Flashcards in HPV, Warts, and Cervical Cancer Deck (11)
What can persistent infection with HPV cause, and how is persistent infection defined?
Persistent infection with HPV can lead to cancer development. The detection of the same HPV type two or more times over 1 year is defined as a persistent infection.
What are four risk factors for HPV infection?
Multiple sexual partners
Early age of sexual activity (under age 20)
History of genital warts
Immunosuppressive disorders such as HIV/AIDS
What are the two major routes of transmission of HPV?
Sexual contact (Intercourse, oral-genital, manual-genital)
Non-sexual contact (Mother to newborn, fomites - underwear/gloves/etc)
What DNA structure does HPV have?
Double stranded DNA
What are the major proteins of HPV?
Outer capsid protein: Capsid protein L1
Inner capsid protein: Capsid protein L2
Where do most cervical cancers arise from?
~99% of HPV associated cervical cancers arise within the transformation zone, an area of immature metaplasia between original and current squamocolumnar junction. At the inferior tip of the cervix.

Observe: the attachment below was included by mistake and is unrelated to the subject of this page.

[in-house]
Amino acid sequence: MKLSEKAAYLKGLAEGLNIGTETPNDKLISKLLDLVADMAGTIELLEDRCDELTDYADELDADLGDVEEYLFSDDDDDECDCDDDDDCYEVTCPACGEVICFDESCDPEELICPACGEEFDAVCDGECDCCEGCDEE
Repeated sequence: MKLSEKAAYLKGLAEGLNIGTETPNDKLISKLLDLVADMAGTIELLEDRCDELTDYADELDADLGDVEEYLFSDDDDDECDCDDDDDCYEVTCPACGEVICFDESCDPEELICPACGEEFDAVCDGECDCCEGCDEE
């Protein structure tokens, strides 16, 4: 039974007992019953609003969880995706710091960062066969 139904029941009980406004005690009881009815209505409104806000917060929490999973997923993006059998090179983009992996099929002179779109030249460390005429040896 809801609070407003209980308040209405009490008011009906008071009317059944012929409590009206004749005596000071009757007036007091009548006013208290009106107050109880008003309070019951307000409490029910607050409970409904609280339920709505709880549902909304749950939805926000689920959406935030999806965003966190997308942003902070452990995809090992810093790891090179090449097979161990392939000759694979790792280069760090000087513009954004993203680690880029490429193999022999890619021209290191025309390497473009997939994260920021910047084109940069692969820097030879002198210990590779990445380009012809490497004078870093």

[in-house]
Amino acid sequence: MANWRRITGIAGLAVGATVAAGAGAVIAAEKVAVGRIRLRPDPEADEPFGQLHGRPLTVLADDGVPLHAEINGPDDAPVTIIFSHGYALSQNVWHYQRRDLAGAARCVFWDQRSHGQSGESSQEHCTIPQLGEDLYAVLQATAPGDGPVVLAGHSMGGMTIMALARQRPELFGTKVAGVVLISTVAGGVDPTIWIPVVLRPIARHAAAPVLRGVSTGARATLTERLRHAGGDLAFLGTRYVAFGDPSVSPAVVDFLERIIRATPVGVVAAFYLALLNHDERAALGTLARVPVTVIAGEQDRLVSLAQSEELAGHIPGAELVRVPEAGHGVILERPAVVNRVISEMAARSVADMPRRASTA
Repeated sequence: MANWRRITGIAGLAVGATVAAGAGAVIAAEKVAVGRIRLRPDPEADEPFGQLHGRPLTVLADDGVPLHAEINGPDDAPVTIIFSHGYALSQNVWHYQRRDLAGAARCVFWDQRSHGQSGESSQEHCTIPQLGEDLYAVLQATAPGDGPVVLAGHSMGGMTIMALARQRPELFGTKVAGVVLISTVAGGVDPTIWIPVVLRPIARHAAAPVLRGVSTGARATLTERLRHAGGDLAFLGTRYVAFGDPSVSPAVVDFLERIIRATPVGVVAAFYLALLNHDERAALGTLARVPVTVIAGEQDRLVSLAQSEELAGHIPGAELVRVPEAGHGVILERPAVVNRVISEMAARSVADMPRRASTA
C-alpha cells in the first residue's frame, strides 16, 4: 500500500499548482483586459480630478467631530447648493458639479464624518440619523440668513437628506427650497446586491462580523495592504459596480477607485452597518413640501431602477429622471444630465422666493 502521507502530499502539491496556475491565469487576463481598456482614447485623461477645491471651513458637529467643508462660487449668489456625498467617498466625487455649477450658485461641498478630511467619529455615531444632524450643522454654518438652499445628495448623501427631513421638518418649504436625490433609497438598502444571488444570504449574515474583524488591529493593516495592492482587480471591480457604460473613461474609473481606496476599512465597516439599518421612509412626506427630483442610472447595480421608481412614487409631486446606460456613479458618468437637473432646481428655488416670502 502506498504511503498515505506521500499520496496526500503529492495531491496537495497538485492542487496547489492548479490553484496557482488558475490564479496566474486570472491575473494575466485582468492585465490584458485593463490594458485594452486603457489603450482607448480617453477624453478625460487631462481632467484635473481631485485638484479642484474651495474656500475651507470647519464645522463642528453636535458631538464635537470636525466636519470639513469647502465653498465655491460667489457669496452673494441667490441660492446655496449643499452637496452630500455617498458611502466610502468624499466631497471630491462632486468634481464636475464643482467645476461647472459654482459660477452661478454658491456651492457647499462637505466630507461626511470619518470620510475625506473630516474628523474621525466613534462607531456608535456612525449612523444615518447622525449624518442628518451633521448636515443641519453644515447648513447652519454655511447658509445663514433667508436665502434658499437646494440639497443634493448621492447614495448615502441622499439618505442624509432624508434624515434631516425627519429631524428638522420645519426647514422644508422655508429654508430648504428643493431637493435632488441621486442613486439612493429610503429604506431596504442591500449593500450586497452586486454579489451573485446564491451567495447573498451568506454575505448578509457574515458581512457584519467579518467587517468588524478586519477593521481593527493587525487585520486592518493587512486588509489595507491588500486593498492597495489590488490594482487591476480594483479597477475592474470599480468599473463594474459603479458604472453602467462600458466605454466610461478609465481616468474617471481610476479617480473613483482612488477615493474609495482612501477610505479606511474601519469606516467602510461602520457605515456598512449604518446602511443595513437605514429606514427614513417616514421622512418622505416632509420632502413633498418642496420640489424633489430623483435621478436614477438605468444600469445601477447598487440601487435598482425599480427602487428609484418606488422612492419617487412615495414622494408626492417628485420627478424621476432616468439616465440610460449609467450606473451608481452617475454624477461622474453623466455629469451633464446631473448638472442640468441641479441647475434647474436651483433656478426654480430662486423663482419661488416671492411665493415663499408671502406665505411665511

What percentage of head and neck cancers are associated with HPV and what cells do they arise from?
25% of head and neck cancers are associated with HPV infection. These cancers arise from the squamous cells in the mouth and throat region. This is the 6th most common cancer in the US, and has a less than 50% survive rate.
What is the molecular pathology associated with the HPV E6 gene?
The HPV E6 gene causes the degradation of p53. p53's normal function is to detect DNA damage and cellular stress and responds by initiating cell cycle arrest or apoptosis. Degradation of p53 by HPV E6 allows for the proliferation of cells with DNA damage, leading to cancerous growth.
What is the molecular pathology associated with the HPV E7 gene?
The HPV E7 gene causes the degradation of the RB protein. RB protein normally functions to inhibit cell cycle progression and cellular proliferation. Degradation of this protein leads to the transcription of many cell cycle promoting genes such as cyclins and PCNA.
What is the typical progression of HPV associated cervical cancer?
ASCUS - Atypical Squamous Cell of Undetermined Significance
LSIL - Low grade Squamous Intraepithelial Lesion
HSIL - High grade Squamous Intraepithelial Lesion